Please describe your current role
I am a Partner with EQT and focussed on healthcare investments in the Private Equity business. EQT is a purpose-driven global investment organization with close to three decades of consistent investment performance across multiple geographies, sectors, and strategies. At EQT we manage and advise a range of specialized investment funds and other investment vehicles that invest across the world with the mission to generate attractive returns and future-proof companies. Today, EQT has raised more than EUR 62bn and conducts its businesses through offices in 16 countries across Europe, Asia-Pacific and North America with approximately 700 employees. I feel very privileged and proud to be part of this ambitious organisation, that has played a huge role in shaping my career within private equity. As a Partner, I am involved with everything from fund raising, deal sourcing, negotiation, value creation, board work and exits to more internally oriented tasks like designing new investment strategies, committee work, branding and recruitment etc. I am currently responsible for three investments, part of EQTs Healthcare sector team and a proud sponsor of the EQT WIN (Women International Network) initiative.
How did you get started in private equity and what was the career path to your current role?
Prior to joining EQT, I worked for 5-6 years in Investment Banking. Early 2010 I joined EQT as an Associate and was then promoted internally through to Partner. I very much enjoyed my years in banking and found it a good place to learn, but I also longed to stay with the companies post-transaction and work more holistically with value creation and take a broader ownership perspective.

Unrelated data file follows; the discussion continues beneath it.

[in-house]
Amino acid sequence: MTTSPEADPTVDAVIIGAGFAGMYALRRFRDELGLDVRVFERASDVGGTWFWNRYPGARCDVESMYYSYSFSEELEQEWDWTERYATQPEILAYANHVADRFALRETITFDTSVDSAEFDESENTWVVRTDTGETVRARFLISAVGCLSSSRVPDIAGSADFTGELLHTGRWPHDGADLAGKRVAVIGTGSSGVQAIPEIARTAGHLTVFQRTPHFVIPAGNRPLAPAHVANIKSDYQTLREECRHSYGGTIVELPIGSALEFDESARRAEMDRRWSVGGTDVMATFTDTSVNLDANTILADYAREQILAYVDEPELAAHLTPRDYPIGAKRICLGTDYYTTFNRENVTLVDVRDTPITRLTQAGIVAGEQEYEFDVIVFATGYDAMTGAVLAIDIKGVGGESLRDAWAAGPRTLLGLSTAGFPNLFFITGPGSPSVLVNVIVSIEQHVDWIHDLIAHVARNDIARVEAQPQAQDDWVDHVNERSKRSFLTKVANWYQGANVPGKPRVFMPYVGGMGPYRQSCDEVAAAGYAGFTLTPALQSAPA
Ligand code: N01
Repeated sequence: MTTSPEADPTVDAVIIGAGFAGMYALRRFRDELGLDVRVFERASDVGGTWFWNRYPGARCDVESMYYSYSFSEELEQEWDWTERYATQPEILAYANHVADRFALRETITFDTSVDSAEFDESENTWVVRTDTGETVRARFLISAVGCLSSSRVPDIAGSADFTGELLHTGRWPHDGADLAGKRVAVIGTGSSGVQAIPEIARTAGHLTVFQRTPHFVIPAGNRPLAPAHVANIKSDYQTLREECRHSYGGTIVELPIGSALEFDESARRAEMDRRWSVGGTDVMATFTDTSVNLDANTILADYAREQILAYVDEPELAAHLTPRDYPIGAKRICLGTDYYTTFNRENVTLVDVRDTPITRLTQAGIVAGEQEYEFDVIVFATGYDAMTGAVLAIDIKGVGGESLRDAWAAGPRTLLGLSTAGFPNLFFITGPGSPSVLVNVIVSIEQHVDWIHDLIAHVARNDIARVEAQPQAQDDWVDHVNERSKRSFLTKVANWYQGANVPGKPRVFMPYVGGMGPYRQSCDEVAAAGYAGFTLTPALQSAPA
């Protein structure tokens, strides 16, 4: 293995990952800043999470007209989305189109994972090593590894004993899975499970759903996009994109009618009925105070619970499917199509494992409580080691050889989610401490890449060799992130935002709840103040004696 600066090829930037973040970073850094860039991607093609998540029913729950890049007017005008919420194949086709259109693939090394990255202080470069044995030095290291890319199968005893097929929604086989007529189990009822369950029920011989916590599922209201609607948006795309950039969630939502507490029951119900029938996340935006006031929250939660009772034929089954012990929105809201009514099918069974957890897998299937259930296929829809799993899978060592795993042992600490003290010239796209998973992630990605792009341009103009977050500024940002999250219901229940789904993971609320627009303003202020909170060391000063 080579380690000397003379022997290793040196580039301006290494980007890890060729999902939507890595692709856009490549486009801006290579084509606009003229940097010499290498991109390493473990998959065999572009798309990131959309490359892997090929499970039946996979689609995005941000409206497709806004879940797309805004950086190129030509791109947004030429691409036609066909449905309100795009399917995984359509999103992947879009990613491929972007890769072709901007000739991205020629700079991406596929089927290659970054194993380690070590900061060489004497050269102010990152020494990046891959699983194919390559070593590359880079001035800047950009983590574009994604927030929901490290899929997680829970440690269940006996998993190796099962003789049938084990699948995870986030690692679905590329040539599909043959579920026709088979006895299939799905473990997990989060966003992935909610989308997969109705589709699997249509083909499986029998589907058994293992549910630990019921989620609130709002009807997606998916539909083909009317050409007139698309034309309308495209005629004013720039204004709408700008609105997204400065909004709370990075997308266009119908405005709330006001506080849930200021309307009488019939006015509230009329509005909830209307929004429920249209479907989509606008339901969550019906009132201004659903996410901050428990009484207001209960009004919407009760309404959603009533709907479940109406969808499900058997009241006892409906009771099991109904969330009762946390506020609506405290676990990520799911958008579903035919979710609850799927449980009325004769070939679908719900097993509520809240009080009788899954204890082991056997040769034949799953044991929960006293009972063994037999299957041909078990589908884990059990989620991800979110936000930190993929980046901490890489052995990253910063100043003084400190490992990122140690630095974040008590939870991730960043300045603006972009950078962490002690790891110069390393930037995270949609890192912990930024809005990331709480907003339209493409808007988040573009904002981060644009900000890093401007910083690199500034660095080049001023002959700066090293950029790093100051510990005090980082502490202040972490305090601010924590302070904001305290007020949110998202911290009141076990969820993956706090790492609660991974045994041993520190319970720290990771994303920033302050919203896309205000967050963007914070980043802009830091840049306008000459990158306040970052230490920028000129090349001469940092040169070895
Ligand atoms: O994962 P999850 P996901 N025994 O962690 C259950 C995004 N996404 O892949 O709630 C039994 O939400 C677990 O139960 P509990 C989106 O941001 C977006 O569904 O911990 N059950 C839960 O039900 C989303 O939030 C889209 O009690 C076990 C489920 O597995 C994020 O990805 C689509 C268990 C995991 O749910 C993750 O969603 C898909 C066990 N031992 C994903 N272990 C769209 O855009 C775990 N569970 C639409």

What attracted you to the industry?
My parents are entrepreneurs and building businesses has always been close to my heart. With a background in banking and a passion for building businesses the move to Private Equity was for me obvious and attractive.
I really enjoy working with fundamentally changing, growing and improving businesses and – sometimes – even entire industries through great team work. From a young age, in Private Equity, you have the opportunity to work with amazing colleagues, top tier management teams, boards, advisors etc. and really learn from the best. This has been an invaluable experience to me. That full circle aspect and really driving change and positive impact with great teams and colleagues is what truly drives me.
What advice would you give women considering a career in private equity or to younger women already in the industry?
I can honestly think of few jobs that are as diverse, fun, rewarding and interesting as being an investment professional in private equity. It is about building great businesses with integrity and in amazing teams to future proof not only the portfolio companies, but also the private equity industry. If you have concluded this is for you, my best advice would be: